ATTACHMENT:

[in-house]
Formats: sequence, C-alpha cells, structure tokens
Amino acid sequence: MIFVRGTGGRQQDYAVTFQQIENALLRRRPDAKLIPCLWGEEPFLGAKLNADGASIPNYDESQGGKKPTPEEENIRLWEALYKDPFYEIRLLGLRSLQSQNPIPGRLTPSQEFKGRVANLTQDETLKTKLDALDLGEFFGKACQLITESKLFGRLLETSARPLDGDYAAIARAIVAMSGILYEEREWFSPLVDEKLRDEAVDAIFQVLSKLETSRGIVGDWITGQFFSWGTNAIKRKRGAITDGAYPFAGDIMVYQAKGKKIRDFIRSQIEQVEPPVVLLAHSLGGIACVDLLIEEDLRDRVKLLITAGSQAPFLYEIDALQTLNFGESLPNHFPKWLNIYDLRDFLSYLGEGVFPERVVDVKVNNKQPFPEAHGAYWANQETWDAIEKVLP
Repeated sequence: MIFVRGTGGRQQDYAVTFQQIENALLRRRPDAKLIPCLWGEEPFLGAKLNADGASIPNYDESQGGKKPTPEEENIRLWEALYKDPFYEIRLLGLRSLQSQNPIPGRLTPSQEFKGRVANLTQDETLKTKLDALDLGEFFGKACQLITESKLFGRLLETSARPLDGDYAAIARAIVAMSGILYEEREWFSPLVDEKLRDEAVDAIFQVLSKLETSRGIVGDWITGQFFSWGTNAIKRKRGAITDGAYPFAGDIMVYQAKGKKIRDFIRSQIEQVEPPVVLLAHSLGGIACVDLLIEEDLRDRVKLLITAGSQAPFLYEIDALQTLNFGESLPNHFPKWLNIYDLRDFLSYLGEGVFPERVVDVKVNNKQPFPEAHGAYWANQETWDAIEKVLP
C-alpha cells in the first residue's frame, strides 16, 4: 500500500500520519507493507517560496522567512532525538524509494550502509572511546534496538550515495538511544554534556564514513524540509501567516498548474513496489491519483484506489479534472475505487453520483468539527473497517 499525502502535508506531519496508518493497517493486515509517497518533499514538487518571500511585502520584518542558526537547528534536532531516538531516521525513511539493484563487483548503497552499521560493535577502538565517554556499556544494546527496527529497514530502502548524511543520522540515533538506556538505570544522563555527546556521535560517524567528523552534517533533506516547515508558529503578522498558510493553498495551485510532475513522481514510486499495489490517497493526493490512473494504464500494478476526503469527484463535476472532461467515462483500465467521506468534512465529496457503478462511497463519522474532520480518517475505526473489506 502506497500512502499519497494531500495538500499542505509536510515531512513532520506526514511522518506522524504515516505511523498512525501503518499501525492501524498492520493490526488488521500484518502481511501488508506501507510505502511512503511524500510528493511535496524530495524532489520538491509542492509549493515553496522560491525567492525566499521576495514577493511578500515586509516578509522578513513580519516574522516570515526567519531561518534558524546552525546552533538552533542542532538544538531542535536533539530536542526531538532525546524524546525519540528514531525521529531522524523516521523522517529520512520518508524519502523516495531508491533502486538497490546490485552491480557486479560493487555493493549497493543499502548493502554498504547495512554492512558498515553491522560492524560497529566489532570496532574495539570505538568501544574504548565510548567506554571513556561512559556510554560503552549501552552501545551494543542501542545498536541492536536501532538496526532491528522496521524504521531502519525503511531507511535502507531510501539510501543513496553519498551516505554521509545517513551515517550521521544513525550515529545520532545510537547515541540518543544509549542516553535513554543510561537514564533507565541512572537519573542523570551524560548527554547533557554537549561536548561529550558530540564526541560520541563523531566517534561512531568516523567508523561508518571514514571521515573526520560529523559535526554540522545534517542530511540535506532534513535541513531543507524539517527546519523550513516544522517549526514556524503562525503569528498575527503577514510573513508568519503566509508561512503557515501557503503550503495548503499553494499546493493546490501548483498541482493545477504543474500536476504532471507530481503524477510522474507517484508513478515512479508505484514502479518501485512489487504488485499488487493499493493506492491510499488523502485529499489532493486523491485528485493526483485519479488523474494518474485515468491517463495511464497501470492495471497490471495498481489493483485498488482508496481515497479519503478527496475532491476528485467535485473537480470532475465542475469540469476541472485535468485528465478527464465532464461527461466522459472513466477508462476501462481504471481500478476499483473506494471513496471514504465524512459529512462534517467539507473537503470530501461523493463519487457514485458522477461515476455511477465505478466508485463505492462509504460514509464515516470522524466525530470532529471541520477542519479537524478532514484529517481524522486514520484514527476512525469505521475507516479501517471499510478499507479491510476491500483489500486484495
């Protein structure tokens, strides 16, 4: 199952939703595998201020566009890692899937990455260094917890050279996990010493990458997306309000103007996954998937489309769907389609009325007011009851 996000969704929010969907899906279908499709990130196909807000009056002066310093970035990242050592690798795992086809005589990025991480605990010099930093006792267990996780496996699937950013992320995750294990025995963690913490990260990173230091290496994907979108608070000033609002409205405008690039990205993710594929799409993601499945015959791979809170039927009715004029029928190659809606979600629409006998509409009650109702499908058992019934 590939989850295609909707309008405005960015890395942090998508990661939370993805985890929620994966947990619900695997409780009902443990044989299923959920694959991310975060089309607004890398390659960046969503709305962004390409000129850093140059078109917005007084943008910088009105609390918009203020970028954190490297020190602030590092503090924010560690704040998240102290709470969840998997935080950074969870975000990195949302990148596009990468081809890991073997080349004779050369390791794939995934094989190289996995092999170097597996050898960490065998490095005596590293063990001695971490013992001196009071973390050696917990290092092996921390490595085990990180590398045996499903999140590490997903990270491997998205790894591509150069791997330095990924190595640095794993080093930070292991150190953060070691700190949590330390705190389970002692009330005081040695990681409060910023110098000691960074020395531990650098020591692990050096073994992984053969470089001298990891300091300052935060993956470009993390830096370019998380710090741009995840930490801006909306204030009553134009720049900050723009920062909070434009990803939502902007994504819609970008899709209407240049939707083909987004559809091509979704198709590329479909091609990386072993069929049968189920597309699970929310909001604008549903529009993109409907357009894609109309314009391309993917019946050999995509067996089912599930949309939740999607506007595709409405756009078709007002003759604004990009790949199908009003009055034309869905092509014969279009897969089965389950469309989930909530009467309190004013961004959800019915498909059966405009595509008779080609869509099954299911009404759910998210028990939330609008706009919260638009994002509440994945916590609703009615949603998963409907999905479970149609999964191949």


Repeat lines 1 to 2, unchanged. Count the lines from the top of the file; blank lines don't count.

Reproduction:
[in-house]
Formats: sequence, C-alpha cells, structure tokens